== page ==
Notes on the Economy – 4Q 2019 Summary

• 4 min read

Path in the forrest
The economy has decelerated during 2019; growth should soon hit bottom and turn the corner, gaining speed in the first half of 2020.

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Path in the forrest


The advance estimate from the Bureau of Economic Analysis shows growth of third-quarter real GDP (total output of goods and services) for the United States was 1.9%. Second-quarter growth was 2.0%. Both represent a considerable slowdown from first-quarter’s growth of 3.1% and fall well short of consensus expectations held earlier in 2019.

The slowdown in the U.S. economy is not an isolated occurrence. Global data show widespread weakening in trade and production, particularly in manufacturing, in many countries. Growth expectations for global real GDP have been downgraded. The International Monetary Fund (IMF), projects global real GDP growth for 2019 will be 3.0%, versus 3.7% and 3.6% for 2017 and 2018, respectively.

Although there are some common elements that bear on slower global growth—e.g. increases in tariffs, high and lingering uncertainties around trade policies, and contraction in the auto industry—idiosyncratic elements play a contributory role in most economies to greater or lesser degrees. In the United States, reduced production of Boeing’s 737 MAX aircraft and of autos during the GM strike are examples. Still, as in the United States, service sectors are growing fast enough in most countries to allow total economic output to expand. Also, most central banks, the U.S. Federal Reserve Bank (Fed) included, have bought into a cycle of policy easing.


  • Do Not Worry About Recession — Recession risks are elevated, roughly in the range of 20% to 35%, judging by the estimates of those that do such handicapping. Even at face value, that is far from 100% and the chance for a recession that repeats the severity of the 2008-2009 experience at this point is remote.
  • Fed Interest Rate Cuts Are In The Past — The Fed’s “mid-cycle adjustment” is complete. The federal funds rate target will probably be unchanged over most, if not all, of the coming year, and the next Fed move will be an increase.
  • Be Wary of High-Yield Bonds — In spite of apparent liquidity in the high-yield credit market, indicators of stress have emerged. Capital outflows from the market could amplify stress, warranting investor caution.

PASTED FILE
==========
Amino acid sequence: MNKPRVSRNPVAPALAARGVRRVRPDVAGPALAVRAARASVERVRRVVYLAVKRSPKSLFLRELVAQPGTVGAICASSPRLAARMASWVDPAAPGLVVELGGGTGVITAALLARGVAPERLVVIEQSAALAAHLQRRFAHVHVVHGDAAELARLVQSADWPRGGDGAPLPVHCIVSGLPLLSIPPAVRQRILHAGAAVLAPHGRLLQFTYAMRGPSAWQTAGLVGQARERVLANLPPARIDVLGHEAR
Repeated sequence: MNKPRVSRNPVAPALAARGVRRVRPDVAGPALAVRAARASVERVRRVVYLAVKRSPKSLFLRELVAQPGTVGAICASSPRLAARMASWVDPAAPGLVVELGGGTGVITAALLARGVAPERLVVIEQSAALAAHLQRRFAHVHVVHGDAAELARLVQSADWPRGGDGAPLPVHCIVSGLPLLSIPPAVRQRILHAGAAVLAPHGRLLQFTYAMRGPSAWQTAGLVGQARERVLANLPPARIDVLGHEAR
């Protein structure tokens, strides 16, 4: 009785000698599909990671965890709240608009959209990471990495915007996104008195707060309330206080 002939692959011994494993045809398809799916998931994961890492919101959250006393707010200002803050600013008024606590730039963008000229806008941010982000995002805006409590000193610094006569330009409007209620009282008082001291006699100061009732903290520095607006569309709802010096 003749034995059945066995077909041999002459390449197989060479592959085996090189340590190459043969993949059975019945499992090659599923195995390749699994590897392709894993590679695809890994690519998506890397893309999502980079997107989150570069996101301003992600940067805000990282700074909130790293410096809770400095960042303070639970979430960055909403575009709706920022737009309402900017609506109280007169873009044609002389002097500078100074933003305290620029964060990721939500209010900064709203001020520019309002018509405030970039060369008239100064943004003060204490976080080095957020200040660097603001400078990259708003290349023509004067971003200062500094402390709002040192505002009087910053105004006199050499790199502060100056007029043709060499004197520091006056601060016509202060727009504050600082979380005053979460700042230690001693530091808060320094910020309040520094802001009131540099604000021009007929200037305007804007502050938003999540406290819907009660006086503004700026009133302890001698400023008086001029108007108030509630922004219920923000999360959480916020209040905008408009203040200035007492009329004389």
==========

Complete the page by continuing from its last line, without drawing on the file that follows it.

• Globally Diversify Equity Portfolios and Tilt Toward Value Stocks — Diversification helps mitigate risk in an environment of heightened uncertainty, and the valuation and expectations gap between value and growth stocks, globally, remains substantial.


Fourth-quarter growth is on track to be the weakest of the year due to adjustments that overshoot (as, for example, when consumers normalize spending from a blowout second quarter) and due to temporary impediments such as the 737 MAX grounding and the GM strike. In passing, it is noteworthy that lagging growth at home and abroad raises the risk of recession. Still, that is not the most likely near-term path for the U.S. economy.

Rather, the odds favor turning the corner in late 2019, producing a rebound in growth during the first half of 2020. The Fed has already made its move, cut the target range for its policy interest rate three times in the third quarter. The real policy interest rate (i.e. interest net of inflation) is below zero and unquestionably expansionary. Fiscal policy will also provide support, first to private demand as a result of the 2017 tax cuts and second through government spending from the 2019 compromise federal budget legislation. By early 2020 consumer spending will rebound supported by a still-strong labor market and favorable household financial conditions; business fixed investment will soon follow.

Generally, foreign economies should also experience improvement in 2020. Conditions vary but major central banks have been implementing policies that support improved financial conditions and cut downside risks to growth. Global auto industry issues should prove temporary, and some lessening of trade tensions seems probable. A number of emerging and developing economies that experienced recessions or significant slowdowns in 2019 appear to be improving. The IMF forecasts global growth of 3.4% for 2020.


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This information is for general information use only. It is not tailored to any specific situation, is not intended to be investment, tax, financial, legal, or other advice and should not be relied on as such. AMG’s opinions are subject to change without notice, and this report may not be updated to reflect changes in opinion. Forecasts, estimates, and certain other information contained herein are based on proprietary research and should not be considered investment advice or a recommendation to buy, sell or hold any particular security, strategy, or investment product.

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